Free clothing closet gives to community, no questions asked


Madi Bierl

Donated shoes sit on a shelf for people to take at Clothing That Works.

Clothing That Works, a free clothing closet in Ames for adult-sized people, gathers donations from the community and offers them to anyone who walks through their door.

“We serve about 40 people a week,” said Cathy Halverson, a volunteer at the shop. “We welcome everyone–no questions asked. No ID required.”

The store is always readily stocked with plenty of women’s clothes. Men’s clothes are also commonly available but typically in smaller quantities. Halverson said this is because both women and men take from the men’s section, and men do not donate as many items.

People who enter the store do not have a limit to how much they can take. A Clothing That Works volunteer gives every customer a large empty bag as they walk in, and most of the time, people will take whatever they can fit in their bag.

Volunteer Barb Pedersen enjoys helping people find items in the store. She said she will often help customers look around the store and show them pieces she thinks will suit them, such as a coat or a pair of mittens.

“It’s just very satisfying because, you know, it’s easier to wake up in the morning when you know you have something special to put on,” Pedersen said.

Though there is no overall limit to how much clothing each person can take, there are individual limits for undergarments like underwear, socks and bras. Clothing That Works does not accept used underwear, which can make it harder to come by. Receiving clean bras and socks from donors also tends to be more difficult.

Halverson said the store is receiving a donation of 3,000 pairs of socks from Bomba Socks 18 months after they were requested.

When it comes to donations, Clothing That Works accepts all kinds of adult clothing no matter what season it is, as long as it is clean. Halverson said they send clothing off to be recycled when it is filled with dog hair, wet or dirty.

“We have kept so much stuff out of the landfills because we recycle old rubber shoes; we recycle jeans,” Pedersen said. “They go to separate companies where they recycle them, and they give us a small stipend back.”

The volunteers at Clothing That Works enjoy contributing to sustainability efforts. Though the store’s main goal is to supply adults who are in need, they are also willing to give to people who can afford new clothes because it cycles old items back into the community.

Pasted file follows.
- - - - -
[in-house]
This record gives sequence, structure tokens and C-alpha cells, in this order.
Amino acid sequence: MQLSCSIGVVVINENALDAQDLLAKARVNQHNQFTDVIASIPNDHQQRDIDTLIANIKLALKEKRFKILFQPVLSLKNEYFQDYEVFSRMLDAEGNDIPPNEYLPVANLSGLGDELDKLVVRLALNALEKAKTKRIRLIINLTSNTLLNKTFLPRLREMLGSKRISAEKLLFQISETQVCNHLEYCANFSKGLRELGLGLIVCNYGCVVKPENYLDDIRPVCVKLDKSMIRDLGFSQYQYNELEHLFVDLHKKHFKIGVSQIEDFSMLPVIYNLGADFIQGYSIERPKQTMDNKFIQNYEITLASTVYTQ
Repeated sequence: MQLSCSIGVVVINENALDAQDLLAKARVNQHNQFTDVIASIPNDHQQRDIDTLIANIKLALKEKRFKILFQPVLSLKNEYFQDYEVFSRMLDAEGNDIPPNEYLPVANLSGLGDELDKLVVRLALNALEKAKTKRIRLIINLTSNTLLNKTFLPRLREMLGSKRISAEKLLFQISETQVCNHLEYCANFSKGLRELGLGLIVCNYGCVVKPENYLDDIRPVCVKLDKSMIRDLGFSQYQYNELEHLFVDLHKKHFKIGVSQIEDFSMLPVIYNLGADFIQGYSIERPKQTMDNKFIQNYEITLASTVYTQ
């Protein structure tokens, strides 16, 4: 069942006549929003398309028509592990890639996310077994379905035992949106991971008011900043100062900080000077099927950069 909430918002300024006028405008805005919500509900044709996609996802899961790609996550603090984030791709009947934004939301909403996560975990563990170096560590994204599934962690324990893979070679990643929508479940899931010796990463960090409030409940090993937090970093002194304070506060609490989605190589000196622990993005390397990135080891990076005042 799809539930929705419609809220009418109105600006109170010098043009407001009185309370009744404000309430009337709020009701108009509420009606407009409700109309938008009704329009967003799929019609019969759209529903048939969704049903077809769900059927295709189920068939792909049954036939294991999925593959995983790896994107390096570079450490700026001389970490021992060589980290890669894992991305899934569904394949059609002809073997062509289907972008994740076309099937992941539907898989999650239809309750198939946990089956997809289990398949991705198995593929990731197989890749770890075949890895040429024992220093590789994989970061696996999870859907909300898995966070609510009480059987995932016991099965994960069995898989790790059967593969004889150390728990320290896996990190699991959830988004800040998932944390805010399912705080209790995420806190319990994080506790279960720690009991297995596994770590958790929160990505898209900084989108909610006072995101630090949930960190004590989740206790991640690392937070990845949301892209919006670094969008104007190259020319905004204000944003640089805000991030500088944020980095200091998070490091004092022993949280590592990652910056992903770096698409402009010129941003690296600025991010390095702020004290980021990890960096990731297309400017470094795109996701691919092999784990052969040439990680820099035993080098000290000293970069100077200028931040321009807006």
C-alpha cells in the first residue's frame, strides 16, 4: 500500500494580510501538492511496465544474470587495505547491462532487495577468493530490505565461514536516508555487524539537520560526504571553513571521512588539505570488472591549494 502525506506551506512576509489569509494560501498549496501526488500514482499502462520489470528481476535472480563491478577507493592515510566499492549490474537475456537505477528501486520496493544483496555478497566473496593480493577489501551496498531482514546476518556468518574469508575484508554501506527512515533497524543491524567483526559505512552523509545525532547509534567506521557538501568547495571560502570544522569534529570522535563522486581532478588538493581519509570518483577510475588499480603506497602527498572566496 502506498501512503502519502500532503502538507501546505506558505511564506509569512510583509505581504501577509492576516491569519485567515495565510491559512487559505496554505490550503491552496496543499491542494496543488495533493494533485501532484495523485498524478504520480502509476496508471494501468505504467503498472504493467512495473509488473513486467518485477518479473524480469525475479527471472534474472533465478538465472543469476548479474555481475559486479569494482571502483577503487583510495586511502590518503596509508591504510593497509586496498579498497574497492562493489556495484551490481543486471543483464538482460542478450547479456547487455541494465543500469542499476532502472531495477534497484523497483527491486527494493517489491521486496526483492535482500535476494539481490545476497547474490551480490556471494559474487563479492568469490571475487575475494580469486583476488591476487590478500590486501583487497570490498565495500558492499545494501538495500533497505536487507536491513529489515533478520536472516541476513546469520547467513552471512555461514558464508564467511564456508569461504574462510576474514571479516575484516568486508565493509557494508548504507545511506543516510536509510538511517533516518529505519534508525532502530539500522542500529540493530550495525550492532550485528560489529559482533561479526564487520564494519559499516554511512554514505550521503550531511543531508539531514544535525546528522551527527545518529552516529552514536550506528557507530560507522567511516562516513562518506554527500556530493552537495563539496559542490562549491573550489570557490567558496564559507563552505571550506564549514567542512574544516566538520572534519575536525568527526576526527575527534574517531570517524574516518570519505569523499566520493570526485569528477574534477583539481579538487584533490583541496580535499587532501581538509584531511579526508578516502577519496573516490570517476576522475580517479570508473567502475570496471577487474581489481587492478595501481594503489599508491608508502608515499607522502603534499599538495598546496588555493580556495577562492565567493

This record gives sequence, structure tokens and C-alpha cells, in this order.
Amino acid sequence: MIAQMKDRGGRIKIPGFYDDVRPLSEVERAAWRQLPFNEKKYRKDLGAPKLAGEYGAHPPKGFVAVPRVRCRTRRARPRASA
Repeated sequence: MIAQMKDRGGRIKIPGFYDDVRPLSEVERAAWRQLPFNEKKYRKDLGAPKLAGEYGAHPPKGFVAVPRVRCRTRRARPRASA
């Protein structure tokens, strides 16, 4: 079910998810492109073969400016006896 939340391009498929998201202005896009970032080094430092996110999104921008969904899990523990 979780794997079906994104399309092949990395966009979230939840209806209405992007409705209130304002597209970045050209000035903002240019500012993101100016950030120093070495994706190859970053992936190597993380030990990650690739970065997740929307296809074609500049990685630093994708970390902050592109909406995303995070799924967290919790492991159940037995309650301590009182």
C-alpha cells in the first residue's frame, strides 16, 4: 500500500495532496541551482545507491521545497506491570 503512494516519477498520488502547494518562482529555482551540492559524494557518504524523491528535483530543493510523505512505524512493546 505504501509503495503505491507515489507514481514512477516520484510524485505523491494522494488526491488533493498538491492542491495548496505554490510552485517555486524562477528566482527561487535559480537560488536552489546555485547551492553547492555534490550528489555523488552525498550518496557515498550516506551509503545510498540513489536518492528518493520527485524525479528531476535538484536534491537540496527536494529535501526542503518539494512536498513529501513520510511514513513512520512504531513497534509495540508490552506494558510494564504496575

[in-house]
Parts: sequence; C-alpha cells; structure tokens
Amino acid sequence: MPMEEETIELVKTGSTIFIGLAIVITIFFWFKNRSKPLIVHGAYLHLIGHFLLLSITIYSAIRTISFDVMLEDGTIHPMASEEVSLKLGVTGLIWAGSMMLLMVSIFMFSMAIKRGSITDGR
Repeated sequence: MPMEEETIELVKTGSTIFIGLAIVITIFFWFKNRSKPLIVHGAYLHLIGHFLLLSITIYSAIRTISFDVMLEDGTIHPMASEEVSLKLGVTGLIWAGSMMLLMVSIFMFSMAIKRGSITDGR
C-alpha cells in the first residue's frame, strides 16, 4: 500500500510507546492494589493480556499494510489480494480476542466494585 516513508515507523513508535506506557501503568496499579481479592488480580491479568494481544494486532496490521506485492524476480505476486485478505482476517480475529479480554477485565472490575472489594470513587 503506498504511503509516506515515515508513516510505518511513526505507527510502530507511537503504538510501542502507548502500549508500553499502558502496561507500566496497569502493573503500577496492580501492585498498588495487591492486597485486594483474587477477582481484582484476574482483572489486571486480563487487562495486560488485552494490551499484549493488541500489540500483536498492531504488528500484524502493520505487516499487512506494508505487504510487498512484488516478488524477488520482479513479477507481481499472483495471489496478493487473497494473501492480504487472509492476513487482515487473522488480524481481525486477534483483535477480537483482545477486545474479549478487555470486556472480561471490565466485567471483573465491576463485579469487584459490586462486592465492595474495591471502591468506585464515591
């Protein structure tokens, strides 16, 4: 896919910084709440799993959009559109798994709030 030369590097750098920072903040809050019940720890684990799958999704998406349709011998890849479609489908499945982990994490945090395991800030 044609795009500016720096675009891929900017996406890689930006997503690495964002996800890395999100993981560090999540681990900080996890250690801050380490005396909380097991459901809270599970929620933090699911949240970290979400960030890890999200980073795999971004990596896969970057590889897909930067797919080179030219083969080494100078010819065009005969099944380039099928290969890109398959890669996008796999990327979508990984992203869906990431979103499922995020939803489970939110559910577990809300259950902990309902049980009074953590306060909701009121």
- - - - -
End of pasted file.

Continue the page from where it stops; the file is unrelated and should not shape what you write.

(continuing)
“We are happy to give it away even if the kids can afford it,” Halverson said. “You know, if they want to come over, it’s getting things back into use.”

Clothing That Works began as an organization called Suited For Works that donated professional clothing to people in need so they could improve their careers.

The Collegiate United Methodist Church and Wesley Foundation took over the shop in 2001 until it was transformed into Clothing That Works in 2009. They are both still connected to the store, but Halverson took charge of the shop in 2016 and opened their services to all adults in need.

Even though the shop no longer focuses on solely professional clothing, they still have suits for people who need something to wear to an interview. They also have lots of Iowa State merchandise and a few retro items.

Halverson and Pedersen are members of the church, but Kim Gawley, another volunteer, came across Clothing That Works online. After reading about it, she knew she wanted to get involved.

The volunteers each decide which jobs that they want to fall into, according to Gawley. She said she tends to hang the clothes and put them where they need to go because she likes to keep moving. Gawley also likes to interact with the people who come into the store each week.

“I’ve gotten to know the people that come in here every Wednesday to make them feel a little bit more comfortable,” Gawley said. “I try to say hi and make them feel better.”

Clothing That Works is located at 130 S. Sheldon Suite. It is open for anyone to shop from 2 to 5 p.m. every Wednesday and from 9 a.m. to noon the first Saturday of every month. Additional information can be found on their Facebook.

“There’s just no judgment, and if [people] want to come, come because we’ve got the clothes,” Gawley said.